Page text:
HLA donor-specific antibodies in allogeneic hematopoietic stem cell transplantation: Challenges and opportunities

Research output: Contribution to journalArticle

Abstract

Allogenic hematopoietic stem cell recipients may have preformed antibodies directed against foreign HLA antigens. The use of partially HLA-mismatched allogeneic hematopoietic stem cell donors allows for the possibility of the presence of circulating HLA donor-specific antibodies (DSAs) in the recipient. The presence of DSAs at the time of stem cell infusion increases the risk of primary graft failure. More recently developed technology using solid phase immunoassays (SPIs) with fluorochrome-conjugated beads has greatly improved the ability to detect and classify DSAs. When used in combination with the classic lymphocytotoxic complement-dependent and flow cytometric crossmatch tests, SPIs help provide DSA strength assessment. Parous females frequently harbor DSAs. DSAs tend to be of higher intensity when directed against haploidentical first-degree relatives. DSA assessment requires frequent monitoring as their relative strength can change over time. Although the criteria that constitutes a prohibitive DSA is unknown, desensitization techniques can result in engraftment rates as experienced in fully HLA-matched allogeneic blood or marrow transplantation recipients.

Original languageEnglish (US)
Pages (from-to)645-650
Number of pages6
JournalHematology
Volume2017
Issue number1
DOIs
StatePublished - Dec 8 2017

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Hematopoietic Stem Cell Transplantation
Antibodies
Hematopoietic Stem Cells
Immunoassay
HLA Antigens
Fluorescent Dyes
Stem Cells
Transplantation
Bone Marrow
Technology
Transplants

ASJC Scopus subject areas

  • Hematology

Cite this

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title = "HLA donor-specific antibodies in allogeneic hematopoietic stem cell transplantation: Challenges and opportunities",
abstract = "Allogenic hematopoietic stem cell recipients may have preformed antibodies directed against foreign HLA antigens. The use of partially HLA-mismatched allogeneic hematopoietic stem cell donors allows for the possibility of the presence of circulating HLA donor-specific antibodies (DSAs) in the recipient. The presence of DSAs at the time of stem cell infusion increases the risk of primary graft failure. More recently developed technology using solid phase immunoassays (SPIs) with fluorochrome-conjugated beads has greatly improved the ability to detect and classify DSAs. When used in combination with the classic lymphocytotoxic complement-dependent and flow cytometric crossmatch tests, SPIs help provide DSA strength assessment. Parous females frequently harbor DSAs. DSAs tend to be of higher intensity when directed against haploidentical first-degree relatives. DSA assessment requires frequent monitoring as their relative strength can change over time. Although the criteria that constitutes a prohibitive DSA is unknown, desensitization techniques can result in engraftment rates as experienced in fully HLA-matched allogeneic blood or marrow transplantation recipients.",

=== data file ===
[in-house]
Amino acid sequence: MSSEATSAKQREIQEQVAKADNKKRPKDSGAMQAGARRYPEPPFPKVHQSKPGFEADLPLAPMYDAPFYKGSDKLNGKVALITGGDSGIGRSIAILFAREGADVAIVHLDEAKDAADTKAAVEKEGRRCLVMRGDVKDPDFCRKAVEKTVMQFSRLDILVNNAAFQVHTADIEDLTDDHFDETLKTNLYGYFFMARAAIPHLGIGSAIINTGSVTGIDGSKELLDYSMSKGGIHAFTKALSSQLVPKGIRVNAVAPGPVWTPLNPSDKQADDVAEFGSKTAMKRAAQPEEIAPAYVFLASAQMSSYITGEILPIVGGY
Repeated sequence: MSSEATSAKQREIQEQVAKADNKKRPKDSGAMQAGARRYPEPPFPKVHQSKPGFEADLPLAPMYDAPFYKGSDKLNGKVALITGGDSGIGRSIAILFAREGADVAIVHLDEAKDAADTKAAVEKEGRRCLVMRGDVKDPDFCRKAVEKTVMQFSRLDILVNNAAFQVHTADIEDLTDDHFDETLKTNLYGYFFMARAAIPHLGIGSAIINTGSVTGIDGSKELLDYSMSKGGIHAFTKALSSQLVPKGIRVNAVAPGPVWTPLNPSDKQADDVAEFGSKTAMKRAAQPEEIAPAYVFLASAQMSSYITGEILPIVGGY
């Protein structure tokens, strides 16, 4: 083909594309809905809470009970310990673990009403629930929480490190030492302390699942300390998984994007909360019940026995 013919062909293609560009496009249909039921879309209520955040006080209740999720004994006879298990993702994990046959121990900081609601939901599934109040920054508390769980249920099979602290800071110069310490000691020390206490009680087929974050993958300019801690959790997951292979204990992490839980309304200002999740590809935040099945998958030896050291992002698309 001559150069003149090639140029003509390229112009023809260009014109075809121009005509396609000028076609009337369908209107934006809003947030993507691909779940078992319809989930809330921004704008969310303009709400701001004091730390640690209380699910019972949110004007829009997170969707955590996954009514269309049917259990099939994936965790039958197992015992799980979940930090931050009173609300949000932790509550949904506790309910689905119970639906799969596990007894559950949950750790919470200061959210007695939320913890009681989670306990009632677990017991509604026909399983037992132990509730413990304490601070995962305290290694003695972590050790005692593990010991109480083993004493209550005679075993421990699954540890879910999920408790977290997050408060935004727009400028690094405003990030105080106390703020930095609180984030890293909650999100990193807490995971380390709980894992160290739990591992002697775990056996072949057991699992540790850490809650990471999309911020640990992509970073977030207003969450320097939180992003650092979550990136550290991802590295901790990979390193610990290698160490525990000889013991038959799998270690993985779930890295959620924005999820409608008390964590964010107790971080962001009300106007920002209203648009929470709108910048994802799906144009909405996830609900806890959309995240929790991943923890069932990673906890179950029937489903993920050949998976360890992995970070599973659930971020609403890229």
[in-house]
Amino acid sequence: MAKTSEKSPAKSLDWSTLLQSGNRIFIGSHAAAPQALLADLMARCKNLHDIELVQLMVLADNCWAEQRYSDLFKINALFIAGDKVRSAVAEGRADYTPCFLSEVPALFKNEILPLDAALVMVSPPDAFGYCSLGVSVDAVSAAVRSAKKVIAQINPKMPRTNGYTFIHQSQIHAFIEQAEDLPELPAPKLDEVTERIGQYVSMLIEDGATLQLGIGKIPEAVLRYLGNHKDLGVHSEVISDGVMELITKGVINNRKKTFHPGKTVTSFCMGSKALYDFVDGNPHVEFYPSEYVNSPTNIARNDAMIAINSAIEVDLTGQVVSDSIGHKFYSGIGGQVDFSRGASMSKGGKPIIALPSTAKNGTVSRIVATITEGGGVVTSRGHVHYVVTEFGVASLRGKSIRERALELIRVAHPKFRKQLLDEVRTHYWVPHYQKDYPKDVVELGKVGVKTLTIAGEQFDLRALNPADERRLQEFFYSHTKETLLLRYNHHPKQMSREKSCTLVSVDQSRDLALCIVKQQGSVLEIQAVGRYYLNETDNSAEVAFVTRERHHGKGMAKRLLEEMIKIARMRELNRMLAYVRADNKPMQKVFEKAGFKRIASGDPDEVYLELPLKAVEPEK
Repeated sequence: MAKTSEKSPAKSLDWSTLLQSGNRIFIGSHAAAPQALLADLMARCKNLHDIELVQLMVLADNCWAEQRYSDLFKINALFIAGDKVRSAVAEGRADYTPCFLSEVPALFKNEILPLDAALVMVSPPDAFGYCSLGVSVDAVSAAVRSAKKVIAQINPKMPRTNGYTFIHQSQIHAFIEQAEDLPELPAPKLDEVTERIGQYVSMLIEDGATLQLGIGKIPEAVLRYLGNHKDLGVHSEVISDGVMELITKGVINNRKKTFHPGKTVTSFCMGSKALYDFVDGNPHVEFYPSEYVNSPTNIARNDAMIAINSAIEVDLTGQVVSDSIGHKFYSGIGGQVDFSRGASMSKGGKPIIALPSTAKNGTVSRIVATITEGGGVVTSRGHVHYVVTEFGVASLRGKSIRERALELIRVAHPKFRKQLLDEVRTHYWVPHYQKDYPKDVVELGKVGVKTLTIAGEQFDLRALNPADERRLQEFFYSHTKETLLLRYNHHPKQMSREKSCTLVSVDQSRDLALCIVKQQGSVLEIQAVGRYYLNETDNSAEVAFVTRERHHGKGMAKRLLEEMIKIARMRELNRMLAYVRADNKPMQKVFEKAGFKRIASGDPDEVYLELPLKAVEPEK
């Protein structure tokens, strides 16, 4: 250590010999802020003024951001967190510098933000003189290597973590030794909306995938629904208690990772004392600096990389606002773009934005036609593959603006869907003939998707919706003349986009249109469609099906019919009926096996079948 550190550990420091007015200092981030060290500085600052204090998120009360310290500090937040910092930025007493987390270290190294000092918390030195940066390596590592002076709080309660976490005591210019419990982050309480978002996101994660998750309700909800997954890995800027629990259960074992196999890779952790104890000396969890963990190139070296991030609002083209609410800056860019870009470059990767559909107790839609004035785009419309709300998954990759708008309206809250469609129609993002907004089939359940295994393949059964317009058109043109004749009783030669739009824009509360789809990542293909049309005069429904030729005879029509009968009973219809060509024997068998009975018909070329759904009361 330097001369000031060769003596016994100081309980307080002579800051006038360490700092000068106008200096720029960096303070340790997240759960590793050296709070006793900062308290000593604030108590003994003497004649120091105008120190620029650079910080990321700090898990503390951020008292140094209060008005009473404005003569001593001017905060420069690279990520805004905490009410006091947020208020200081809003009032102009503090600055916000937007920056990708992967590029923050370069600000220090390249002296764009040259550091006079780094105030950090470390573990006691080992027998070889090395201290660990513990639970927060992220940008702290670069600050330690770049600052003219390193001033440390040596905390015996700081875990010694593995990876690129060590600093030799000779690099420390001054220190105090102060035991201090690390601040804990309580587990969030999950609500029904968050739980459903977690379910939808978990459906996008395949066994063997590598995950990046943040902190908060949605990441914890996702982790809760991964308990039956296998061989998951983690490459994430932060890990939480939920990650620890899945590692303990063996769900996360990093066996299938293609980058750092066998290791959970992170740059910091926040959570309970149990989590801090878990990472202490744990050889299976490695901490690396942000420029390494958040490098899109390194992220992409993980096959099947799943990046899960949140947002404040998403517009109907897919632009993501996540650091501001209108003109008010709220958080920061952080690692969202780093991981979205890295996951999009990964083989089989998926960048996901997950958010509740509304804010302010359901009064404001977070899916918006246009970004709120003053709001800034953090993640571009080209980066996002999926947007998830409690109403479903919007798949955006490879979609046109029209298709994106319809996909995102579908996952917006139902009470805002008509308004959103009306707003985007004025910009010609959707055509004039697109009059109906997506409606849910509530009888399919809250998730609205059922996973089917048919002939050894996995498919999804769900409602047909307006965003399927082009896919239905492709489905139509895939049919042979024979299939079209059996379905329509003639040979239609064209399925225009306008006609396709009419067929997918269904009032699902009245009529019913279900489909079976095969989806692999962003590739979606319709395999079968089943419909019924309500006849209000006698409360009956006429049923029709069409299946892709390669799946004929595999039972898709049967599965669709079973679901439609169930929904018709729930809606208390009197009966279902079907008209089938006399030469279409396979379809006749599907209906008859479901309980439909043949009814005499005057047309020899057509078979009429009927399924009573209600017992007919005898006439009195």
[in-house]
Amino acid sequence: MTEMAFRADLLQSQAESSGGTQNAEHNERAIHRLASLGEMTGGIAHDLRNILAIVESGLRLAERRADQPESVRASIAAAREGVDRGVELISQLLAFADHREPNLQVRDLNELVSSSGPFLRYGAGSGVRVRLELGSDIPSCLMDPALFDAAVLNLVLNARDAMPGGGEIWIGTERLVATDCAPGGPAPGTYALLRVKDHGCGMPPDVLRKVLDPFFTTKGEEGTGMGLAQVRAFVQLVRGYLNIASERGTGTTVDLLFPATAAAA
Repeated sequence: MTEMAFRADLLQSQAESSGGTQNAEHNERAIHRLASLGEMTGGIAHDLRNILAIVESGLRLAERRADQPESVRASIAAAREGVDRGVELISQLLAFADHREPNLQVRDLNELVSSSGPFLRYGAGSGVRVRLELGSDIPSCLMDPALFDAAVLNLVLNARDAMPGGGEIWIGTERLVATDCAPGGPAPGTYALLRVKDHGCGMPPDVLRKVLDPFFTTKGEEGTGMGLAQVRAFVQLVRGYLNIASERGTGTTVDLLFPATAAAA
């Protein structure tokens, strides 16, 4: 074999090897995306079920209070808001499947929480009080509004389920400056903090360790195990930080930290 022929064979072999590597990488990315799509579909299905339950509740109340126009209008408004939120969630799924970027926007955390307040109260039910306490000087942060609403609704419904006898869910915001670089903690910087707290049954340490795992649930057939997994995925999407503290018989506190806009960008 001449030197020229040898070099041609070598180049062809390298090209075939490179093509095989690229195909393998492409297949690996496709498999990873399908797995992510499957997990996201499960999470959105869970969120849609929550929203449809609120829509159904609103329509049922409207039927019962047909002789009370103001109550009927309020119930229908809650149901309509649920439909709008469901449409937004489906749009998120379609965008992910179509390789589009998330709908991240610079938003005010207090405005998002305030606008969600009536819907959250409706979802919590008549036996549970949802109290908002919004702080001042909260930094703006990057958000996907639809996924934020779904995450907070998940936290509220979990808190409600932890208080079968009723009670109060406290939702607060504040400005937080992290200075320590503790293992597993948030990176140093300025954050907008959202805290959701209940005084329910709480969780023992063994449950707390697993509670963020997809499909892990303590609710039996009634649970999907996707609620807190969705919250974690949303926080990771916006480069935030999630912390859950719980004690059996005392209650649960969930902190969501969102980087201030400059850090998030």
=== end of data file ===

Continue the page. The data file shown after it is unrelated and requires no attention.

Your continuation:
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N2 - Allogenic hematopoietic stem cell recipients may have preformed antibodies directed against foreign HLA antigens. The use of partially HLA-mismatched allogeneic hematopoietic stem cell donors allows for the possibility of the presence of circulating HLA donor-specific antibodies (DSAs) in the recipient. The presence of DSAs at the time of stem cell infusion increases the risk of primary graft failure. More recently developed technology using solid phase immunoassays (SPIs) with fluorochrome-conjugated beads has greatly improved the ability to detect and classify DSAs. When used in combination with the classic lymphocytotoxic complement-dependent and flow cytometric crossmatch tests, SPIs help provide DSA strength assessment. Parous females frequently harbor DSAs. DSAs tend to be of higher intensity when directed against haploidentical first-degree relatives. DSA assessment requires frequent monitoring as their relative strength can change over time. Although the criteria that constitutes a prohibitive DSA is unknown, desensitization techniques can result in engraftment rates as experienced in fully HLA-matched allogeneic blood or marrow transplantation recipients.

AB - Allogenic hematopoietic stem cell recipients may have preformed antibodies directed against foreign HLA antigens. The use of partially HLA-mismatched allogeneic hematopoietic stem cell donors allows for the possibility of the presence of circulating HLA donor-specific antibodies (DSAs) in the recipient. The presence of DSAs at the time of stem cell infusion increases the risk of primary graft failure. More recently developed technology using solid phase immunoassays (SPIs) with fluorochrome-conjugated beads has greatly improved the ability to detect and classify DSAs. When used in combination with the classic lymphocytotoxic complement-dependent and flow cytometric crossmatch tests, SPIs help provide DSA strength assessment. Parous females frequently harbor DSAs. DSAs tend to be of higher intensity when directed against haploidentical first-degree relatives. DSA assessment requires frequent monitoring as their relative strength can change over time. Although the criteria that constitutes a prohibitive DSA is unknown, desensitization techniques can result in engraftment rates as experienced in fully HLA-matched allogeneic blood or marrow transplantation recipients.

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